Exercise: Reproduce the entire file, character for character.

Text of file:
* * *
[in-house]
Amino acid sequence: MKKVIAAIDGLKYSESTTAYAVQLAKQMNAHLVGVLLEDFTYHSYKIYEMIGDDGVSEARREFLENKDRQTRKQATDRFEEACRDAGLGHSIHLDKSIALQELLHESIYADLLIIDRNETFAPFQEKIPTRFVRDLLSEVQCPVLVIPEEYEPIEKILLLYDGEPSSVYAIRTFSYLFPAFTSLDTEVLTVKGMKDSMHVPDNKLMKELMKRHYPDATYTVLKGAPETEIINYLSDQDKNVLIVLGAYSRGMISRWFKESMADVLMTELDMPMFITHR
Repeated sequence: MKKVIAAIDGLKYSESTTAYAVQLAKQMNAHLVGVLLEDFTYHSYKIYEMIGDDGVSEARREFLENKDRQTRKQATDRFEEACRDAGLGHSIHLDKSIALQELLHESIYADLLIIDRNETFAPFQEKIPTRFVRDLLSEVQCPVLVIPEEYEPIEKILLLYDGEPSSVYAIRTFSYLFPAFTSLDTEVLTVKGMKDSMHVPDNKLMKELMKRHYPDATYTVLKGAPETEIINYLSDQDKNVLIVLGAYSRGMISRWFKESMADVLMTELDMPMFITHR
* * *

[in-house]
Amino acid sequence: MKKVIAAIDGLKYSESTTAYAVQLAKQMNAHLVGVLLEDFTYHSYKIYEMIGDDGVSEARREFLENKDRQTRKQATDRFEEACRDAGLGHSIHLDKSIALQELLHESIYADLLIIDRNETFAPFQEKIPTRFVRDLLSEVQCPVLVIPEEYEPIEKILLLYDGEPSSVYAIRTFSYLFPAFTSLDTEVLTVKGMKDSMHVPDNKLMKELMKRHYPDATYTVLKGAPETEIINYLSDQDKNVLIVLGAYSRGMISRWFKESMADVLMTELDMPMFITHR
Repeated sequence: MKKVIAAIDGLKYSESTTAYAVQLAKQMNAHLVGVLLEDFTYHSYKIYEMIGDDGVSEARREFLENKDRQTRKQATDRFEEACRDAGLGHSIHLDKSIALQELLHESIYADLLIIDRNETFAPFQEKIPTRFVRDLLSEVQCPVLVIPEEYEPIEKILLLYDGEPSSVYAIRTFSYLFPAFTSLDTEVLTVKGMKDSMHVPDNKLMKELMKRHYPDATYTVLKGAPETEIINYLSDQDKNVLIVLGAYSRGMISRWFKESMADVLMTELDMPMFITHR